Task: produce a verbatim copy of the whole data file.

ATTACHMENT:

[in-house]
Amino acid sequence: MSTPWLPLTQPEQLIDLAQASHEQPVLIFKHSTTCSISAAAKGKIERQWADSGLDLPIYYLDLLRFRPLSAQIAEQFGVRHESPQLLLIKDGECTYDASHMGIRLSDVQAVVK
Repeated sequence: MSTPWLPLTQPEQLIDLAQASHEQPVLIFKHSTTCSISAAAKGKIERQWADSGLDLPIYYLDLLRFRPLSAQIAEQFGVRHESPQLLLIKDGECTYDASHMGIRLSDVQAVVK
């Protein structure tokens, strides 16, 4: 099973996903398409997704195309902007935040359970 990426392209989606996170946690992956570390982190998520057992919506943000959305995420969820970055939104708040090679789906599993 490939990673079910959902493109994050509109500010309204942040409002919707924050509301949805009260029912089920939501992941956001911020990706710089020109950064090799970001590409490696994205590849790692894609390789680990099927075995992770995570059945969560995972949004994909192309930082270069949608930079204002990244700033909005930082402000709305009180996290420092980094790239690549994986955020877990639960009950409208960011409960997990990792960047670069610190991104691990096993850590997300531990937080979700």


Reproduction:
[in-house]
Amino acid sequence: MSTPWLPLTQPEQLIDLAQASHEQPVLIFKHSTTCSISAAAKGKIERQWADSGLDLPIYYLDLLRFRPLSAQIAEQFGVRHESPQLLLIKDGECTYDASHMGIRLSDVQAVVK
Repeated sequence: MSTPWLPLTQPEQLIDLAQASHEQPVLIFKHSTTCSISAAAKGKIERQWADSGLDLPIYYLDLLRFRPLSAQIAEQFGVRHESPQLLLIKDGECTYDASHMGIRLSDVQAVVK
């Protein structure tokens, strides 16, 4: 099973996903398409997704195309902007935040359970 990426392209989606996170946690992956570390982190998520057992919506943000959305995420969820970055939104708040090679789906599993 490939990673079910959902493109994050509109500010309204942040409002919707924050509301949805009260029912089920939501992941956001911020990706710089020109950064090799970001590409490696994205590849790692894609390789680990099927075995992770995570059945969560995972949004994909192309930082270069949608930079204002990244700033909005930082402000709305009180996290420092980094790239690549994986955020877990639960009950409208960011409960997990990792960047670069610190991104691990096993850590997300531990937080979700």